[2]  After locating responsive records, the police notified individuals whose interests may be affected by their disclosure under section 21  of the Act . Some of the affected parties responded to the notice and advised that they do not consent to the disclosure of personal information relating to them.

[3]  The police then issued two decision letters, one for each request, to the appellant granting him partial access to the responsive records. The police advised the appellant that they withheld portions of the records under the discretionary exemptions in section 8(1)(a), (b), (c), (d), (e) and (l) [1] (law enforcement), 8(2)(a) (law enforcement report) and 38(b) (personal privacy). In support of their personal privacy exemption claim, the police advised the appellant that they claimed the application of the presumption in section 14(3)(b) as well as the factors weighing against disclosure in sections 14(2)(e), (f), (h), and (i) to the personal information contained in the records. The police also noted that they withheld certain information as not responsive to the appellant’s request.

[4]  The appellant appealed the police’s decisions and Appeals MA16-746-2 and MA17-214 were opened.

[5]  During mediation, the mediator raised the possible application of section 38 (a) of the Act  (discretion to refuse requester’s own personal information) in relation to the police’s section 8 claim. The police agreed that section 38 (a) applies and issued a revised decision to the appellant confirming their exemption claim.

[6]  The appellant advised the mediator that he believed that additional responsive records ought to exist and provided the mediator with further information to clarify his requests. The mediator provided this information to the police and the police conducted further searches in response to the appellant’s original and clarified requests. The police located additional records and granted the appellant partial access to them. The police withheld portions of the records under sections 38 (a), read with sections 8(1) (a), (b), (c), (d), (e) and (l) and 8(2) (a), and 38 (b) of the Act . The police also provided the appellant with a description of their searches for responsive records.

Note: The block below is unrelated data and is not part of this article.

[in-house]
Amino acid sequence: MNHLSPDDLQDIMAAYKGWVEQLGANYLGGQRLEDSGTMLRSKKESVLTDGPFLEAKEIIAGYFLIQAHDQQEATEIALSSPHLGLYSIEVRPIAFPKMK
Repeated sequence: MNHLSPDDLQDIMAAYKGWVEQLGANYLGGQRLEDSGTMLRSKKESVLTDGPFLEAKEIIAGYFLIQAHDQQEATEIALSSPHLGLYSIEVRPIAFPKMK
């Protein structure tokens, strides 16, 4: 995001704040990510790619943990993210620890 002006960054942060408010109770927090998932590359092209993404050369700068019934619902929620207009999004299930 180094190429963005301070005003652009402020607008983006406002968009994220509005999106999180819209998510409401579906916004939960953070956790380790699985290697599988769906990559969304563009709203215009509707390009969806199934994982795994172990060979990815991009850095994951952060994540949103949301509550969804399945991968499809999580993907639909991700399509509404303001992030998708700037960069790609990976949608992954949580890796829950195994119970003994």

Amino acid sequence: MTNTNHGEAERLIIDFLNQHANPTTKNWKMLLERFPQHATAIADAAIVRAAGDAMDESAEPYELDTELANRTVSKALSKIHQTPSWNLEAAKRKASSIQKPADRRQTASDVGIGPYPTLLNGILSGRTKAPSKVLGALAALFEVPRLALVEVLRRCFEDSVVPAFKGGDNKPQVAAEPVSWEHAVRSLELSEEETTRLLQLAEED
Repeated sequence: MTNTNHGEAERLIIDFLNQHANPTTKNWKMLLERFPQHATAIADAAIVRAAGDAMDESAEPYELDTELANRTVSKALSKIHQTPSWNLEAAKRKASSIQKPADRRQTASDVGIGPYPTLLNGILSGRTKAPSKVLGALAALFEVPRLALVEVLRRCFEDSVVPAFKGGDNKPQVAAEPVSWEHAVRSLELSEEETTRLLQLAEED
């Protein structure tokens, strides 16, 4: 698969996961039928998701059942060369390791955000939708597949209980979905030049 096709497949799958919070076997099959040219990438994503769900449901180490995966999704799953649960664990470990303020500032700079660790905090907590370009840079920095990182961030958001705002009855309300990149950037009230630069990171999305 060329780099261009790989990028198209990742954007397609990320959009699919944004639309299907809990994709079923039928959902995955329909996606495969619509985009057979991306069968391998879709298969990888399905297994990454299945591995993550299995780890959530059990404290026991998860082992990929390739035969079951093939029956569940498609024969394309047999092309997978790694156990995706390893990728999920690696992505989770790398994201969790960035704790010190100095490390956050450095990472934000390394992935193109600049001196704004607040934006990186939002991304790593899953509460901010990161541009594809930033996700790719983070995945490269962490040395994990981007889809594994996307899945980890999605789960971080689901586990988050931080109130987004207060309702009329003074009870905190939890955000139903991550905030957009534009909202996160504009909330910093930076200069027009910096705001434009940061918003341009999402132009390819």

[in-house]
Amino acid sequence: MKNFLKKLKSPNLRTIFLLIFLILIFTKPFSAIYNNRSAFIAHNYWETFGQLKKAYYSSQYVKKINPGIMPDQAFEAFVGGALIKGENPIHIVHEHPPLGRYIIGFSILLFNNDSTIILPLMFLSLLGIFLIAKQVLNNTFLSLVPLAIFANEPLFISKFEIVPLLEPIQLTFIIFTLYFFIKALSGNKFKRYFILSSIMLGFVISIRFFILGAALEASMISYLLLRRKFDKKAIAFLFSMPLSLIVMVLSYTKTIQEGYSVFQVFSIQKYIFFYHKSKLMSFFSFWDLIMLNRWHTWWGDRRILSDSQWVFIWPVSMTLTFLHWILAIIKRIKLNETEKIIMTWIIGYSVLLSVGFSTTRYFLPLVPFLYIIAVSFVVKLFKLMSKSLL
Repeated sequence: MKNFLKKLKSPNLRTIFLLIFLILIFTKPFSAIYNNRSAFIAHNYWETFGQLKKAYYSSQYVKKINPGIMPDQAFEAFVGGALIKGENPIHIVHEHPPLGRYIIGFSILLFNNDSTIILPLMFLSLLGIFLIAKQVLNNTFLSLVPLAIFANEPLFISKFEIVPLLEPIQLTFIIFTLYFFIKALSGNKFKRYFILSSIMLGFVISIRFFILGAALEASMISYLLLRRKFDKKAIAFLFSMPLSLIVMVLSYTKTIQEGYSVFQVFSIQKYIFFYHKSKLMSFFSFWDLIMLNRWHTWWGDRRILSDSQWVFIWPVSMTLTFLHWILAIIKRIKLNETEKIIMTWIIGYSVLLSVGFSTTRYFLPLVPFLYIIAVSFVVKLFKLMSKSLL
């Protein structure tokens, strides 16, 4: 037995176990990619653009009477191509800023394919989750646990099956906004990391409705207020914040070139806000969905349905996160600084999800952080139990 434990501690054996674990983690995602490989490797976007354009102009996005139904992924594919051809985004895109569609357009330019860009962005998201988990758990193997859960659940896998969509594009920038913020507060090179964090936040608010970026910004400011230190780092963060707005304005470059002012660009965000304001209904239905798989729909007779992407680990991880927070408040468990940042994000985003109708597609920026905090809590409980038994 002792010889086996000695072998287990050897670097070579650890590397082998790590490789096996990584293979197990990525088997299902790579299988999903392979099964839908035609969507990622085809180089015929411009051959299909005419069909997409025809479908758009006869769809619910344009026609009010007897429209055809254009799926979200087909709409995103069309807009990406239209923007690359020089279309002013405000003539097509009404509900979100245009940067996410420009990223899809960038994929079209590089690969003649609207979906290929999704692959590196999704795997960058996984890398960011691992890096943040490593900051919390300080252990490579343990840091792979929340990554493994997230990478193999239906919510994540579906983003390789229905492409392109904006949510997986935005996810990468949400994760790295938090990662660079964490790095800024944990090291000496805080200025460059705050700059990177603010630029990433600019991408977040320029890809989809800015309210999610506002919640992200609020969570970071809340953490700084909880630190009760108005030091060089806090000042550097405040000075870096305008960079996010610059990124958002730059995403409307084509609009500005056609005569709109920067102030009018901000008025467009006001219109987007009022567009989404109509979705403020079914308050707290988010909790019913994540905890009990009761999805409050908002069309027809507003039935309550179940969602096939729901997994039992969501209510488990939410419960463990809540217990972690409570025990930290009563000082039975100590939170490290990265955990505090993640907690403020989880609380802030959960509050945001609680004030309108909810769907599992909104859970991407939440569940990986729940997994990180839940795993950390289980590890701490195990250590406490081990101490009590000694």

[7]  The appellant confirmed that he pursues access to all of the information withheld by the police, including the information identified as not responsive to his request. The appellant also confirmed that he believes additional responsive records should exist.

[8]  Mediation did not resolve the issues under appeal and the appeals transferred to the inquiry stage of the appeal process, where an adjudicator may conduct an inquiry. Because the appeals relate to access decisions involving the same parties and overlapping records, I decided to conduct a single inquiry and issue a single order with respect to both appeals. I began my inquiry by inviting the police to submit representations in response to a Notice of Inquiry, which outlines the facts and issues under appeal. After receiving a number of extensions, the police did not submit representations in response to the Notice of Inquiry. Given the circumstances, I decided to proceed with the inquiry and invite the appellant to submit representations. After receiving a number of extensions, the appellant did not submit representations.

[9]  I then sought representations from the police in response to the Notice of Inquiry. The police submitted representations after receiving a number of extensions. Finally, I sought and received representations from the appellant, in response to the police’s representations which were shared in accordance with Practice Direction Number 7 of the IPC’s Code of Procedure.